1992:123 - ANNAGH, Limerick

NMI Burial Excavation Records

County: Limerick Site name: ANNAGH

Sites and Monuments Record No.: N/A Licence number:

Author: Raghnall Ó Floinn, National Museum of Ireland, Dublin.

Site type: Burial

Period/Dating: Neolithic (4000BC-2501 BC)

ITM: E 569257m, N 658143m

Latitude, Longitude (decimal degrees): 52.673584, -8.454574

The site was discovered accidentally while stripping topsoil in advance of blasting at a limestone quarry. In the course of this work the digger dislodged a large stone exposing a cavern in which human skulls were visible.

Excavations were carried out over a period of 2 weeks in March 1992 and a further week in May. The site is located on the slope of a low hill at a height of c. 200 feet OD with extensive views to the north and east. The site consisted of an oval chamber 4.5m long and 2.5m wide with its long axis running east-west. The cavern had developed along a natural fault line which was visible in the roof. This had been blocked by a pillar-like slab 1 m in length.

In all, 3 complete human burials were recovered (all apparently adult males) and portions of a 4th. These were placed around the walls of the cavern at its western end. In addition cremated bone, some of it human, occurred in 2 separate locations. Associated with these remains were 2 complete vessels, substantial portions of 1, possibly 2, others and small fragments of another undecorated vessel.

Burial I: This consisted of a crouched inhumation. Incorporated into the limewash which extended over the whole area of the torso were substantial sherds of decorated bowl, apparently dislodged from its original position on a ledge above it. Sherds of a 2nd decorated vessel were found at the north end of the burial below the knees.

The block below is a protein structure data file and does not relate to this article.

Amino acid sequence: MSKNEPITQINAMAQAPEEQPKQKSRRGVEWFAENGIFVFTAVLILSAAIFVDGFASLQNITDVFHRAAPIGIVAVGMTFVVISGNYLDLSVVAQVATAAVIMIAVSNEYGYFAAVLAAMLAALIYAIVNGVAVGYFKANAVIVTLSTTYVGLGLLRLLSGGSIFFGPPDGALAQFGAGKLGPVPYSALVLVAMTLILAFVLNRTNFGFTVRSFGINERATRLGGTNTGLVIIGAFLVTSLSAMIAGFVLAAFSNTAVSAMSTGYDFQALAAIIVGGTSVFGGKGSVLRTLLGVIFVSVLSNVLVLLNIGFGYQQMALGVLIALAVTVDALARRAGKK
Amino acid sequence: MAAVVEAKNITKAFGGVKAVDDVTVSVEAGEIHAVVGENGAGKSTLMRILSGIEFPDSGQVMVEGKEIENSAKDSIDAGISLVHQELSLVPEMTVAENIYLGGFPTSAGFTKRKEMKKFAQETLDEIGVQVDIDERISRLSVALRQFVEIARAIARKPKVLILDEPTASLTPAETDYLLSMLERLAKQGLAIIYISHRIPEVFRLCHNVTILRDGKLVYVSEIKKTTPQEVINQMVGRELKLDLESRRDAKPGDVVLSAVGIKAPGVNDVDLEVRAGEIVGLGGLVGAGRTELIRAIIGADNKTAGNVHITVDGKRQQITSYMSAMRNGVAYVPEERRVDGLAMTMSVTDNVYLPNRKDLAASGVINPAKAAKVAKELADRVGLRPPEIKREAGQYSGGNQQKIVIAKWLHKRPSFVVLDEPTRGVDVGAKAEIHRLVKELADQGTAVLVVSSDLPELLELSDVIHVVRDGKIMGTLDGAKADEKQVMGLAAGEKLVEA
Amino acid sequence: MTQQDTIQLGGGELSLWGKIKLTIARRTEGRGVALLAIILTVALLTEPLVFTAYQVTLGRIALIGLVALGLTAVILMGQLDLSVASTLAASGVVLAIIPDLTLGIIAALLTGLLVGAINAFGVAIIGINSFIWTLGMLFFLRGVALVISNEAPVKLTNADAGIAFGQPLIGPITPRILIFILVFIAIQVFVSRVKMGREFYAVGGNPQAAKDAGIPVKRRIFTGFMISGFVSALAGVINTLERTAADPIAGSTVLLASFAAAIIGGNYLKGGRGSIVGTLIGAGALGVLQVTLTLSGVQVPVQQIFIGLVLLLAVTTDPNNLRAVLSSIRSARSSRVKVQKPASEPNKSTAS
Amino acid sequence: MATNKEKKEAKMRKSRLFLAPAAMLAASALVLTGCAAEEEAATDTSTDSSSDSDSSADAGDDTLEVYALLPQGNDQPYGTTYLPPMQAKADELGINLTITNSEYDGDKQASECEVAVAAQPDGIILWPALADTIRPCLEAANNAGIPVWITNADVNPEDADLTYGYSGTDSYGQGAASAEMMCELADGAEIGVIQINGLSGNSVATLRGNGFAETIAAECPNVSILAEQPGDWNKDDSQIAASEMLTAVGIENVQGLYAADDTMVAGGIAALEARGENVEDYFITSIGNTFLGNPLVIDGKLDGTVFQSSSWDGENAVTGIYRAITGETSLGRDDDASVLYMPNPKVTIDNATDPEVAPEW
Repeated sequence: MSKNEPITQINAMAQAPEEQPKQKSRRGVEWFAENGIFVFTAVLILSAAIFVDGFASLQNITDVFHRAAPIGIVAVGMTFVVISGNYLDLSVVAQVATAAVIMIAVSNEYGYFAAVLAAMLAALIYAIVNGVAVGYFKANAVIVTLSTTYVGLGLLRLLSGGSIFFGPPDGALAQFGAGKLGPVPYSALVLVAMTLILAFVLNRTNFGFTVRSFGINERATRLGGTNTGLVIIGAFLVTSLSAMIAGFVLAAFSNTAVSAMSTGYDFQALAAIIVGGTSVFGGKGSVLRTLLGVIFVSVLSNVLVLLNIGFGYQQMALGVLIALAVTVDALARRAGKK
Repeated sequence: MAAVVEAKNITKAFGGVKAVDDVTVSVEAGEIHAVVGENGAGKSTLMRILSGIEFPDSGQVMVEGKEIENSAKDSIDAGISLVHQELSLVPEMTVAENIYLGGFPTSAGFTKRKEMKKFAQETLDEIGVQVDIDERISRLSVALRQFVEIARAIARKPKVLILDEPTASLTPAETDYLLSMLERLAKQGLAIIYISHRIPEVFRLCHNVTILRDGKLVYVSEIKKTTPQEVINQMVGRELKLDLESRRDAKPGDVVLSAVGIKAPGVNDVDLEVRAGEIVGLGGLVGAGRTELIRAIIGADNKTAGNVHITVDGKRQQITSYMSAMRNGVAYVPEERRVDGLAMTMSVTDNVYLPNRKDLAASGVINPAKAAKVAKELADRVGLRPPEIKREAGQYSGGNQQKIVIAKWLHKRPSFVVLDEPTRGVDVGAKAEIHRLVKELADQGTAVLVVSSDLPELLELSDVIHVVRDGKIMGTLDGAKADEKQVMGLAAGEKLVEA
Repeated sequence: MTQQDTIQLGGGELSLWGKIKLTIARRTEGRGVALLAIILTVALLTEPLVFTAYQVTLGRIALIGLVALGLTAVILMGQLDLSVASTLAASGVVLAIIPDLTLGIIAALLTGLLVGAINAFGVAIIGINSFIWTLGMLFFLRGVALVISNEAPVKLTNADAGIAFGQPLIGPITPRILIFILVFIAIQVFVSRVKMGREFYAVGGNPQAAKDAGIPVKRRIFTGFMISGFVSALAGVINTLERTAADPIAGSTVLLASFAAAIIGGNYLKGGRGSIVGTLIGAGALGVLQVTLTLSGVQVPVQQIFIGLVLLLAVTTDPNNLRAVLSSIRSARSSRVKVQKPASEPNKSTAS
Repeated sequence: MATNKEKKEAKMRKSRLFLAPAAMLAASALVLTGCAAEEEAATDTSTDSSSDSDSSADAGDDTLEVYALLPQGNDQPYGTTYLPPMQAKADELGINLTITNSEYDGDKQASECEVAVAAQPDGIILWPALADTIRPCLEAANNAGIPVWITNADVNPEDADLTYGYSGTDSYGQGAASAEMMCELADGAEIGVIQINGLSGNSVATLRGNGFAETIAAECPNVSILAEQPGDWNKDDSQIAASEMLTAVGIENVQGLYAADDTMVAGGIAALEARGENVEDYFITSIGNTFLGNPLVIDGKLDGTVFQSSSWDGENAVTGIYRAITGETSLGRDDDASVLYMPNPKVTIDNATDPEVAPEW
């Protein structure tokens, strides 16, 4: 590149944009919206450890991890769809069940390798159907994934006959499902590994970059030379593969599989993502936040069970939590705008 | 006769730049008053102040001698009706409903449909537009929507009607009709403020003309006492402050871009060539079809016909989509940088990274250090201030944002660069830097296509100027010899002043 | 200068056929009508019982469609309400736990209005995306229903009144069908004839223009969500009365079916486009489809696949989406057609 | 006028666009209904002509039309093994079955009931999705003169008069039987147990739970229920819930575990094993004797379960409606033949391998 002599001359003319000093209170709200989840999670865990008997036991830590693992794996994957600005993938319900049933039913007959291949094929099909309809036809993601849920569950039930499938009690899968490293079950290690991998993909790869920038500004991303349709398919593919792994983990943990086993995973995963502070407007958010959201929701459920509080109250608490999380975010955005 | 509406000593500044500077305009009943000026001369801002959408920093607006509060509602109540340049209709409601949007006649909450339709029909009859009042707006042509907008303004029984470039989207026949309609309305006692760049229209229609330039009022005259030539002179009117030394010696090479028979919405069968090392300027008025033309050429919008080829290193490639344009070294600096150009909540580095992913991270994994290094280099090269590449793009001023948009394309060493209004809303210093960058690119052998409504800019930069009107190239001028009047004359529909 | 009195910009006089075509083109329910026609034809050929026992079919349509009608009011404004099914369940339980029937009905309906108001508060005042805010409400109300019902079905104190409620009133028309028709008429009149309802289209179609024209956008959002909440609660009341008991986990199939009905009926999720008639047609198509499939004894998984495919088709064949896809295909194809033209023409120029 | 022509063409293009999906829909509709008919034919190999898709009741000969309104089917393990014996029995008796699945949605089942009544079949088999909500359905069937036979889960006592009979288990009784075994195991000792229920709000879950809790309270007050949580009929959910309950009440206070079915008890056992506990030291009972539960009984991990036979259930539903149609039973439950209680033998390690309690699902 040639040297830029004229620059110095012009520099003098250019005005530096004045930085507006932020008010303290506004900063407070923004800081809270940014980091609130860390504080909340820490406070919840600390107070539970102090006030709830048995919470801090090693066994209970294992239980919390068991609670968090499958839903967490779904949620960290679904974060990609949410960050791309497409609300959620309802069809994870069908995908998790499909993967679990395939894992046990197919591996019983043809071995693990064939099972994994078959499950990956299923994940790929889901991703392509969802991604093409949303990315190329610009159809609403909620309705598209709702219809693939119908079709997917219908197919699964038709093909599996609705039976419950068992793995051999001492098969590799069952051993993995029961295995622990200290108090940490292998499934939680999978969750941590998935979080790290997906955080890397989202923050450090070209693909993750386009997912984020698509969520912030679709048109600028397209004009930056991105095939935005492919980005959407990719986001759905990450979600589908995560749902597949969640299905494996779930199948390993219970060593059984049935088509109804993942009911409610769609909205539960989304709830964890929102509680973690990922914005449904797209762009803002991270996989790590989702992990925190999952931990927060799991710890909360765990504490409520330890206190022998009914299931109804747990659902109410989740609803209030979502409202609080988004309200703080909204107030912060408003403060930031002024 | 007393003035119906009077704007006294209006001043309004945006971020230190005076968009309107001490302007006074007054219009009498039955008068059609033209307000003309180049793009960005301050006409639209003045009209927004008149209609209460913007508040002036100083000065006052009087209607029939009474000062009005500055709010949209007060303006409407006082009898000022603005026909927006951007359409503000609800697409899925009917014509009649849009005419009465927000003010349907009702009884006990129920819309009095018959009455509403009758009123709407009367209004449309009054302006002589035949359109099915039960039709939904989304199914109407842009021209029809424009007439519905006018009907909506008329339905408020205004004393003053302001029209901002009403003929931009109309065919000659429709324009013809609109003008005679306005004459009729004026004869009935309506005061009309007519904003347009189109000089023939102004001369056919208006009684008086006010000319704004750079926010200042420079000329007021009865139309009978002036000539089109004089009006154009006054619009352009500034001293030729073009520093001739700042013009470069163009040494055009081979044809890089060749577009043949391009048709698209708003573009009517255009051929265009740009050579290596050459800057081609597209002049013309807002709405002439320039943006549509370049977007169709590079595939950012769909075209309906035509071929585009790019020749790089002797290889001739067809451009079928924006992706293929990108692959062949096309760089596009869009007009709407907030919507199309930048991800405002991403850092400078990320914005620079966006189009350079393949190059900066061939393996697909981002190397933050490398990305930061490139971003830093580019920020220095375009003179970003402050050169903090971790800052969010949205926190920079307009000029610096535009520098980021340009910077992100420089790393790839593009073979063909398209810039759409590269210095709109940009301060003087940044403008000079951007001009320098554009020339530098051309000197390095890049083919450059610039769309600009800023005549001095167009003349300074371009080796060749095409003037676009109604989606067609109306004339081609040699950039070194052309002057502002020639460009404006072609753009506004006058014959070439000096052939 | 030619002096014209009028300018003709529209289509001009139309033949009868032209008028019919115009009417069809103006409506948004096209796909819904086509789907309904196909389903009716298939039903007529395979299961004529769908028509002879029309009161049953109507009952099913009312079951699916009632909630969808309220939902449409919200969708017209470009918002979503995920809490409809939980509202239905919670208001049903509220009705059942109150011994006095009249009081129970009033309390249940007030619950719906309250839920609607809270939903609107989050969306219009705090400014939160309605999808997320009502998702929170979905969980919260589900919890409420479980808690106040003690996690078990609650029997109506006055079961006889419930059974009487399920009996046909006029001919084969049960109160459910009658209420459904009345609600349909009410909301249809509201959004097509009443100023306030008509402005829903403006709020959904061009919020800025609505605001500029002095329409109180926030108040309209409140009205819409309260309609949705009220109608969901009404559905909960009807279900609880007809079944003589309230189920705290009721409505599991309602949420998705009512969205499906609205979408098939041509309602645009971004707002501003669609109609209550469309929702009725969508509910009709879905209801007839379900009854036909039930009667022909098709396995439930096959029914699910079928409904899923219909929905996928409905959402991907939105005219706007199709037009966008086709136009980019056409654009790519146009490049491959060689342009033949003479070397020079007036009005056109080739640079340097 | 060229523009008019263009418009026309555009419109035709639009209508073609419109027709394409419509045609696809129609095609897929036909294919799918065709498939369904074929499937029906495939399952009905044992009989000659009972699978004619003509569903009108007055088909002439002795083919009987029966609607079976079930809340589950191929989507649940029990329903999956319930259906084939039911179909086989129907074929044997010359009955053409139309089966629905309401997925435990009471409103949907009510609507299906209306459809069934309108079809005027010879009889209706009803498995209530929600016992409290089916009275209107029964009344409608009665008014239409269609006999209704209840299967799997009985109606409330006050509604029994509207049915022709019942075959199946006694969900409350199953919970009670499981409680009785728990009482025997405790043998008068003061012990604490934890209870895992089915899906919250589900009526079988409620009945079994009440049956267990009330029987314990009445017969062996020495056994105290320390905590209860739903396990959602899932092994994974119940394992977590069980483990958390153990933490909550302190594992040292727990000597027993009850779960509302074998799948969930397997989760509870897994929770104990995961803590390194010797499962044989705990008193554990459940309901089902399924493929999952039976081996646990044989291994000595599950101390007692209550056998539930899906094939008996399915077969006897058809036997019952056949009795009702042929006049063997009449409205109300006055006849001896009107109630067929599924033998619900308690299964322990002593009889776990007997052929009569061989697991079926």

Burial II: A crouched inhumation, the knees flexed, resting against the wall of the chamber. At the base of the spine, a flint discoidal knife was found and the head of a bone pin came from the soil to the west of the burial. Sherds of an undecorated vessel of coarse fabric came from the area of the skull.

Burial III: This consisted of the disarticulated skeletal remains of a single individual. These bones appear to have slipped down from a narrow ledge to the north.

Burial IV: This consisted of a scatter of human bone over an area of 0.6m along the south side of the chamber, lying on the sloping fill of its floor. There were no large long bones, pelvises or skull. In and around these bones were small sherds of a coarse undecorated pottery vessel similar to sherds associated with Burial II.

Two decorated pottery vessels were placed on a ledge above Burial I–a necked bowl of Drimnagh type and a simple round bottomed bowl. Some burnt animal bone and a cow tooth were placed between them. Fused to the vertical face of the ledge between these was a perforated antler tine.